R, 100 min.
Directors: Crispian Mills, Chris Hopewell
Writer: Crispian Mills
Starring: Simon Pegg, Alan Drake, Clare Higgins, Paul Freeman, Amara Karan, Golda John, Tuyet Le, Tamzin Griffin, JJ Stanness, Jacqui Chan
It appears that playing Scotty in the “Star Trek” movies hasn’t gone to Simon Pegg’s head. He’s still willing to run around in disgusting looking underwear and make an all around arse of himself in a British indie comedy. While “A Fantastic Fear of Everything” opened in British theaters in the summer of 2012, it didn’t make it to the states until this February in a very limited theatrical run. Now, it’s available on Netflix Instant and makes for a surprisingly enjoyable Brit-humor horror/comedy.
I say it’s surprisingly enjoyable, because after the first half-hour I thought that it’s too bad that this film wasn’t quite working, because there are some really good ideas in it. Eventually it works through its problems—just as Simon Pegg’s character tries to—and is running on all four cylinders by its conclusion. I wish I had saved this one for Horrorfest, because it would’ve been a great change of pace when I needed it.
Pegg plays a writer of children’s books who is trying to break away from that genre by writing a teleplay about Britain’s most notorious serial killers. The problem is he’s a very sensitive bloke and his research draws out his innate fear of … well, everything. Actually the film’s title has it more accurate. It’s fantastic fear, because he imagines everything is some plot of a serial killer to do him in.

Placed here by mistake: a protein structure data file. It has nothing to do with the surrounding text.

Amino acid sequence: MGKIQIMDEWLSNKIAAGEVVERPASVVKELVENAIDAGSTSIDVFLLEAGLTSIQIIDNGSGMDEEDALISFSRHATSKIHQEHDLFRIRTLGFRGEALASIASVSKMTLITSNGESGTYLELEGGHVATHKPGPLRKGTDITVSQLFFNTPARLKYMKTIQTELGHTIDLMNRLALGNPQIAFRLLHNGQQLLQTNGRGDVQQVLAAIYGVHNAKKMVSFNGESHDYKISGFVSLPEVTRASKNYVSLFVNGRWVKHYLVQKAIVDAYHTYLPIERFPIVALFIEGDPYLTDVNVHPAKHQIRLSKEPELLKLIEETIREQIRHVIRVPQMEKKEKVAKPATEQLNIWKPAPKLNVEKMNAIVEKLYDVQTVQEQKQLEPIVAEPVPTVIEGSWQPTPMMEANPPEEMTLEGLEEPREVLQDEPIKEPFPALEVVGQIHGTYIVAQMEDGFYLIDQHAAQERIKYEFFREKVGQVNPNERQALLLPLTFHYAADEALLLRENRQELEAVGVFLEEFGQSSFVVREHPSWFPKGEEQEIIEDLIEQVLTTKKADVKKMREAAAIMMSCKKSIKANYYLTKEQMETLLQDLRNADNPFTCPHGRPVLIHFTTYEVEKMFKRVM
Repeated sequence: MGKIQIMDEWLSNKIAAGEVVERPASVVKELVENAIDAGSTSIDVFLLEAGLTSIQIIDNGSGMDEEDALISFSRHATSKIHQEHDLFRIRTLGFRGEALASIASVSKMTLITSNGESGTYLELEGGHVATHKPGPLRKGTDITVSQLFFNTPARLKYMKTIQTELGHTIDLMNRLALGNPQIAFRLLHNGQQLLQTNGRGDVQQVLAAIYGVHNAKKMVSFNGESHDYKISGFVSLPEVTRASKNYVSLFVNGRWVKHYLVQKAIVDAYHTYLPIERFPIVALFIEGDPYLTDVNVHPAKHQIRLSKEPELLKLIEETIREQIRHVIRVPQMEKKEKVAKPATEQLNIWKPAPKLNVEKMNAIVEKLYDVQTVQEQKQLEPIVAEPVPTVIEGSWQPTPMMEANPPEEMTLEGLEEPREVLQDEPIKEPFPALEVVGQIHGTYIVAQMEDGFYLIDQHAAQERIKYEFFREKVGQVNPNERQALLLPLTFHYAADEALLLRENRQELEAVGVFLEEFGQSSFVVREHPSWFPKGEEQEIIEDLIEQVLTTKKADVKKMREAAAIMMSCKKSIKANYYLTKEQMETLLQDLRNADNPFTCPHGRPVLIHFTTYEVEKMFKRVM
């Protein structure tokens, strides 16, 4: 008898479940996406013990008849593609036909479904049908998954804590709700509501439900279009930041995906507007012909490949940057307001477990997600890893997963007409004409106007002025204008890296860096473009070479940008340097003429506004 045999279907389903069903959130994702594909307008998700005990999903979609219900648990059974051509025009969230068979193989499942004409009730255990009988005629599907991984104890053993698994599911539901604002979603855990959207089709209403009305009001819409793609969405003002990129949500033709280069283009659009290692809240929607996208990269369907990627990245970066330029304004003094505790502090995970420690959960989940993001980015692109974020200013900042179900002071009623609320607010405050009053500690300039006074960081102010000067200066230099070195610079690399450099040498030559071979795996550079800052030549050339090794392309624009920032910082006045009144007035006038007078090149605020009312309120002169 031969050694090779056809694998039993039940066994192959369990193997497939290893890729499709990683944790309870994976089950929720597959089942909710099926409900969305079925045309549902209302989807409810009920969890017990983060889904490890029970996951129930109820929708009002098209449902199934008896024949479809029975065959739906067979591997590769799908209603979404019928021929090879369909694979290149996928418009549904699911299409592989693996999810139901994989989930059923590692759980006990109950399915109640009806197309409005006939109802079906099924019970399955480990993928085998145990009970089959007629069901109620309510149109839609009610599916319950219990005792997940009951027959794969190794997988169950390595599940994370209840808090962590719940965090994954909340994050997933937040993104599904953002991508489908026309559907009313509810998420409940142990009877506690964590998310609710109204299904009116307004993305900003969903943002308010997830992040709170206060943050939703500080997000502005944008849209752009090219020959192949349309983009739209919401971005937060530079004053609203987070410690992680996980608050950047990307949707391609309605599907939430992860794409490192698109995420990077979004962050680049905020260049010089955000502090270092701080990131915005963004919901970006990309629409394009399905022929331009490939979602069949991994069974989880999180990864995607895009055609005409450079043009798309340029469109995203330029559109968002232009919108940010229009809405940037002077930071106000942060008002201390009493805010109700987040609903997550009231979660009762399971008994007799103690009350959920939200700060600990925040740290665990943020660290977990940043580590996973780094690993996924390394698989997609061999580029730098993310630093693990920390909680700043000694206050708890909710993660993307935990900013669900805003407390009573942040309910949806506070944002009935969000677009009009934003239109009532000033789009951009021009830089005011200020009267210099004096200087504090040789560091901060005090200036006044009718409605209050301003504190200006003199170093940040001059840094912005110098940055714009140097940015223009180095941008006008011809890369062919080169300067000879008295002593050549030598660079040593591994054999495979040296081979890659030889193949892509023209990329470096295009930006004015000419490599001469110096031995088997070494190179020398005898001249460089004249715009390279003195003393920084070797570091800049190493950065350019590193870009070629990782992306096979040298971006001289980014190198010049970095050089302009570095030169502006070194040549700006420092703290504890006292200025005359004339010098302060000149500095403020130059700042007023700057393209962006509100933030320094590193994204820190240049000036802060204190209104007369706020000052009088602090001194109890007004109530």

The first act stumbles because it gives us only Pegg acting afraid of everything and running around his flat like a paranoid psychotic. It’s too claustrophobic. We don’t know enough about him to see how his behavior is actually funny. And yet, there are some great ideas bubbling through here, such as the allusion to “A Christmas Carol” when he goes to his window to shoo off a group of kids caroling. All this business with the scaredy cat running around in his underwear in his apartment, would’ve worked better as a second act.